Advanced drilling technologies enable producers to recover previously inaccessible reserves while avoiding sensitive ecosystems and minimizing the impact on the environment.
Advanced drilling technologies such as horizontal, extended reach, multilateral or complex path drilling enable producers to recover more previously inaccessible reserves, avoid sensitive ecosystems, and reduce the number of surface locations and well bores required thereby minimizing the level of surface disturbance and environmental impact. Current drilling technologies have also significantly reduced the surface footprint of individual drilling operations, allow faster drilling with less noise, and often utilize smaller wellbore holes than previous significantly reducing the amount of waste materials generated.
Where the permeability of the reservoir rock is sufficiently high, as in most conventional deposits, the pressure surrounding the deposit will cause the hydrocarbon to migrate through the rock toward the wellbore hole once the impermeable barrier trapping the hydrocarbon has been penetrated through drilling. However, in cases where the reservoir rock is considered to have low permeability, meaning it has insufficient connectivity between pathways to allow for the natural flow of hydrocarbons, engineers may utilize a technology called hydraulic fracturing (“fracking”) to stimulate the reservoir and increase the permeability by creating cracks or fractures within the reservoir rock. The cracks and fractures work to connect the pathways thereby stimulating the natural flow or migration of hydrocarbons within the reservoir rock allowing for the economic recovery of reserves from low permeability or “tight” hydrocarbon deposits.
The process of hydraulic fracturing involves the pumping of large quantities of fluids through the well bore and into the rock formation at pressures that exceed the natural stresses on the rock causing it to crack, or fracture. Hydraulic fracturing fluids commonly consist of water, chemical additives, as well as proppants (often sand, ceramic pellets or other small incompressible solids) which remain in the rock following the injection process to hold or ‘prop’ open the newly created fractures. Once the injection process is complete, the excess fluid is flowed back (produced) through the well bore and typically stored on site in tanks or pits before treatment and disposal or recycling.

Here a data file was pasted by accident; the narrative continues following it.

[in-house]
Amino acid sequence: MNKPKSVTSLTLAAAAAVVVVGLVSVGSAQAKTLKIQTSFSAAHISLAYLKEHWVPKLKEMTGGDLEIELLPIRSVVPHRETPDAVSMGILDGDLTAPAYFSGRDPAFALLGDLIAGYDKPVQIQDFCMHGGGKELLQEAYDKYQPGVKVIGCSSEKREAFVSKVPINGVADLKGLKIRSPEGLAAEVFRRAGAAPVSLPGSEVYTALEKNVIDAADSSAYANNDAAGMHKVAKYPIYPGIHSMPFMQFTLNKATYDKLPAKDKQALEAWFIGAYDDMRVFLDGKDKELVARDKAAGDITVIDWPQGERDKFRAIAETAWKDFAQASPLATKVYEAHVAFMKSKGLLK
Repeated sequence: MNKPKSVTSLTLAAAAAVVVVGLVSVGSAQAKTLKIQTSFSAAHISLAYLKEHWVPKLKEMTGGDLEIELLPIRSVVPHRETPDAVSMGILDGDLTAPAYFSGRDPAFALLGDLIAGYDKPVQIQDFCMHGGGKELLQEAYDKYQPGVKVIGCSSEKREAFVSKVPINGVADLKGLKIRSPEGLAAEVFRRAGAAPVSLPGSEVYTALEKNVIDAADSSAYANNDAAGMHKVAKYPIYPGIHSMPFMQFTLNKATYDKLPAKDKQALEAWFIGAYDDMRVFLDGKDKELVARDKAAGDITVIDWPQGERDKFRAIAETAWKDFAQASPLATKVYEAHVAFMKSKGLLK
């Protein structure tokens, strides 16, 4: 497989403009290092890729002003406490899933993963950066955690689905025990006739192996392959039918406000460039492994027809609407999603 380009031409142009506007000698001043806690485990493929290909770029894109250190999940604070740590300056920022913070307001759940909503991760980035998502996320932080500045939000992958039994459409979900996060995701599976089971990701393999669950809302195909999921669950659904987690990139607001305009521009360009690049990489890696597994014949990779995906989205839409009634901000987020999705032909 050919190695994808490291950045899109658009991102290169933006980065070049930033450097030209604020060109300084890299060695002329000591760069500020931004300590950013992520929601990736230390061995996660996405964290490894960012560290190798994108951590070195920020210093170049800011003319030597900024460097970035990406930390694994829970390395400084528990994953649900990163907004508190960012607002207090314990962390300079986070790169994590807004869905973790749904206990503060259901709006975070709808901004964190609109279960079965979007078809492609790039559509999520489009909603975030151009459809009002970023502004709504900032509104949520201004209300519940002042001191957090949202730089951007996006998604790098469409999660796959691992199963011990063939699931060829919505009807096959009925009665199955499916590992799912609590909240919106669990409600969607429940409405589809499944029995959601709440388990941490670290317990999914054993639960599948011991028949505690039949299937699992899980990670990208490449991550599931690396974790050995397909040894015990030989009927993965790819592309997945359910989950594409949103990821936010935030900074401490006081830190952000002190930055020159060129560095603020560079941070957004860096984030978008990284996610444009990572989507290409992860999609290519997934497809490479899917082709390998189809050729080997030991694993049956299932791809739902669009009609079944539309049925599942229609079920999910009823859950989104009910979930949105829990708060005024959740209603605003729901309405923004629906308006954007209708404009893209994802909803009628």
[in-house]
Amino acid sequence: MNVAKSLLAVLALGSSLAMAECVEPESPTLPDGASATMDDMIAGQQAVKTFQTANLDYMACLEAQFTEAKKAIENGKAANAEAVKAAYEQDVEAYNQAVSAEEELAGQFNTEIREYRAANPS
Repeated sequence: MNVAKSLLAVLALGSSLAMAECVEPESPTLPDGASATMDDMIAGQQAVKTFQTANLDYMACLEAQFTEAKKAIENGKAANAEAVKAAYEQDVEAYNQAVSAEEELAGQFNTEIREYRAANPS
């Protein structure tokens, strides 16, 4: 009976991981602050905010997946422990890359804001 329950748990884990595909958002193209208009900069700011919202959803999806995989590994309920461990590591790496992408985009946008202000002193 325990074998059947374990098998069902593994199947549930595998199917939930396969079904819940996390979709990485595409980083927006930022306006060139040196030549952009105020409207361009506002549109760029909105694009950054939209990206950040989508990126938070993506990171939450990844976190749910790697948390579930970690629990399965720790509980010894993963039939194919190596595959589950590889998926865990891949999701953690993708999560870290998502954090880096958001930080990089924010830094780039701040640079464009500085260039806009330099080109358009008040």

The use of hydraulic fracturing to improve the recoveries from hydrocarbon deposits has a long history dating back to 1949.
The use of hydraulic fracturing to improve the recoveries from hydrocarbon deposits has a long history around the world. The science and technology of hydraulic fracturing has evolved significantly since it was first used in the United States of America in 1949 to become a very safe and sophisticated drilling technique well understood across the industry by its various participants and regulators. The process has evolved to a level where today, we are able to predict the behaviour of the rock during hydraulic fracturing operations with great precision. Today’s process also incorporates multiple safeguards to protect the surrounding environment, especially groundwater.
Today’s hydraulic fracturing technology has evolved to enable great precision in the prediction of resulting rock behavior and incorporates multiple safeguards to protect the surrounding environment , including groundwater.
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